We're constantly told the trolls, bigots, attention seekers, derailers and trouble makers are simply a vocal minority and any community can police itself and keep their spaces clean. It's a sentiment intended to foster open dialogue and free exchange of ideas and opinion.
The idea is we decent folk, of any political, religious, sexual or social orientation can speak freely, oppose one and other in a civil way and keep the noise to a minimum given the right tools.
From comment section voting options, to flagging and reporting on social networking sites, we are responsible for making sure the quality of the discourse remains high.
But over the last few weeks I've started to get the impression the truth isn't so rosy.
...or The Fappening, as it has been dubbed over on Reddit, the mass leaking of nude photos of several celebrity women has proven to be the latest episode to test the theory of community decency.
I would be lying if I said I had not seen some of the pictures myself, more as a consequence of observing the story rather than sexual gratification, but I am sure the vast majority of people have not seen or sought out these pictures. This hasn't stopped the response from being overwhelming. The story has spread and run and distracted from other arguably more serious matters as the mainstream press, celebrity gossip press and technology press all scramble for their angle on the story.
One thing that became apparent was the different approaches some sites took to handling the initial release. Reddit immediately took a hands off approach letting community moderators handle it. Some subreddits outright banned the posting of the pictures, others revelled in whatever humour could be obtained from the fiasco. In the midst of all this someone created /r/TheFappening, a central hub for all things connected with the story. For the Reddit admins this was a godsend, a convenient central point which they could actively hide from the "front page" as their only action on the topic. Reddit as an organisation only hinted at taking action when it came to light some of the images leaked were taken when certain women involved were under-age, but this ultimately didn't elicit any actual reaction from them.
Despite only existing for two days the /r/Thefappening subreddit has over 130,000 subscribers and approximately 10,000 viewers at any given time. To put that in perspective /r/Pics, a Reddit default subreddit, has a little over 6,000,000 subscribers, yet right now only 10,000 people are viewing the subreddit.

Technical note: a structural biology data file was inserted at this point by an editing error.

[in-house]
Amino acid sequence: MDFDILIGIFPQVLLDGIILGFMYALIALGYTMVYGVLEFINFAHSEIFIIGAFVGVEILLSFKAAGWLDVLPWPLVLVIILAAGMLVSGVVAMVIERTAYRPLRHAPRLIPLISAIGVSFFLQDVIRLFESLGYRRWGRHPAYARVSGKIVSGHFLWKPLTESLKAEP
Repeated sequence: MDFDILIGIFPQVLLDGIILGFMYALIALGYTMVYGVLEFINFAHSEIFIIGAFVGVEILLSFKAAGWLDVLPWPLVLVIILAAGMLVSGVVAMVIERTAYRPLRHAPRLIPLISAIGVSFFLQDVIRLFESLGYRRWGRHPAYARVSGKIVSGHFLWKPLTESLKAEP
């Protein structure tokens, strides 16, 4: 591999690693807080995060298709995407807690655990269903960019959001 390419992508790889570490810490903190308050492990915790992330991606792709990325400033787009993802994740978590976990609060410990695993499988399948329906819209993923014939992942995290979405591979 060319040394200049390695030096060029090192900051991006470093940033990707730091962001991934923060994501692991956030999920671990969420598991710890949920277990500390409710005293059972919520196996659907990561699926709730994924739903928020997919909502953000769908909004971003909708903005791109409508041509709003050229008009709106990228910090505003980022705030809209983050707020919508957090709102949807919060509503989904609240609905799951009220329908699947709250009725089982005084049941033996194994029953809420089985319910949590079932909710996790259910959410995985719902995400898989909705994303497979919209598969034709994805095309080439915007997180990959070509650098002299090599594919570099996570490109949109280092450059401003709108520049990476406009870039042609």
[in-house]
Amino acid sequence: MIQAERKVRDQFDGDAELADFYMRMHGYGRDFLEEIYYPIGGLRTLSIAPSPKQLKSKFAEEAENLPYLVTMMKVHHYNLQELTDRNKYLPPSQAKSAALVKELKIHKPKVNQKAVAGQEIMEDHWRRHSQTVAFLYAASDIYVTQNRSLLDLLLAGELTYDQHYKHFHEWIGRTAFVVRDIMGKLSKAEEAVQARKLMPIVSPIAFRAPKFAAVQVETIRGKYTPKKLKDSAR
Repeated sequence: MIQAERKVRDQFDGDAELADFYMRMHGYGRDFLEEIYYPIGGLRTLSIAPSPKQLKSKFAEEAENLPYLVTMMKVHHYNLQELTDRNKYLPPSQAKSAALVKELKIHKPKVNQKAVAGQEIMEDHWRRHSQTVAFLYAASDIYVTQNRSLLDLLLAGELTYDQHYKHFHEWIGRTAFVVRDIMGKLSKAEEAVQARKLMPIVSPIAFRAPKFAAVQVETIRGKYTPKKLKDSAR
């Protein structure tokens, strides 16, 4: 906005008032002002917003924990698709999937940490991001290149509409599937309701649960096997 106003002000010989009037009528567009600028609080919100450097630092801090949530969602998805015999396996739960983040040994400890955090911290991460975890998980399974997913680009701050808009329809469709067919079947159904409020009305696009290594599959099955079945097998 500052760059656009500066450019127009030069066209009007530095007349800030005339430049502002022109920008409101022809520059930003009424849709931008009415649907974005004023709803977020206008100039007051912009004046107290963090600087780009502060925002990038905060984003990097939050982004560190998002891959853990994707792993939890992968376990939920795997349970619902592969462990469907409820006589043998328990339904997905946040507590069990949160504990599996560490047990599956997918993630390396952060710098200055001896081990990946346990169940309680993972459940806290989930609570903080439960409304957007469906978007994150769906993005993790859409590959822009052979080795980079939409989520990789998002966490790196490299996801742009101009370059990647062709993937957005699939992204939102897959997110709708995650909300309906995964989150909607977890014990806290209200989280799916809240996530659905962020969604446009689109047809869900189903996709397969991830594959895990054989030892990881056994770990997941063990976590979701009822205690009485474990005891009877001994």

Imgur, the go to image hosting site for the majority of Reddit and set and run by a Reddit user, took the initial step of immediately deleting any of the images that were hosted there. Sarah Schaaf, one of the community managers at Imgur tweeted "So happy to be getting in bed after a long day of deleting celebrity nudes.", but the tide has seemingly turned with so many reposts of the images happening that the staff simply can't keep up.
The Zoe Quinn Affair
Games are serious business. No really. In 2013 the video games industry generated $66 billion of revenue worldwide. With the growth of mobile and "indy" gaming it is also no longer the sole purview of reclusive shut-ins and nerds. But with broader appeal comes the need to reflect a more diverse and inclusive world. To that end there has been a recent movement to question and highlight the lack of diversity in gaming, the rampant misogyny and the troubling reliance on tired stereotyping.
This hasn't been received well.
To say there has been some push-back is an understatement. Once again the notion that the decent open minded commentators will lead the conversation regardless of which side of the argument they fall has been brought into question. What should be civil disagreement, reasoned rebuttal and valid criticism of a given position has given way to death threats and harassment.
In the case of Zoe Quinn, a games developer embroiled in a scandal that accuses her of sleeping with gaming journalists for favourable coverage of her games, the outcry and rage of the gaming community was so fierce and overwhelming even those unsympathetic to Quinn have had to back off from the whole affair.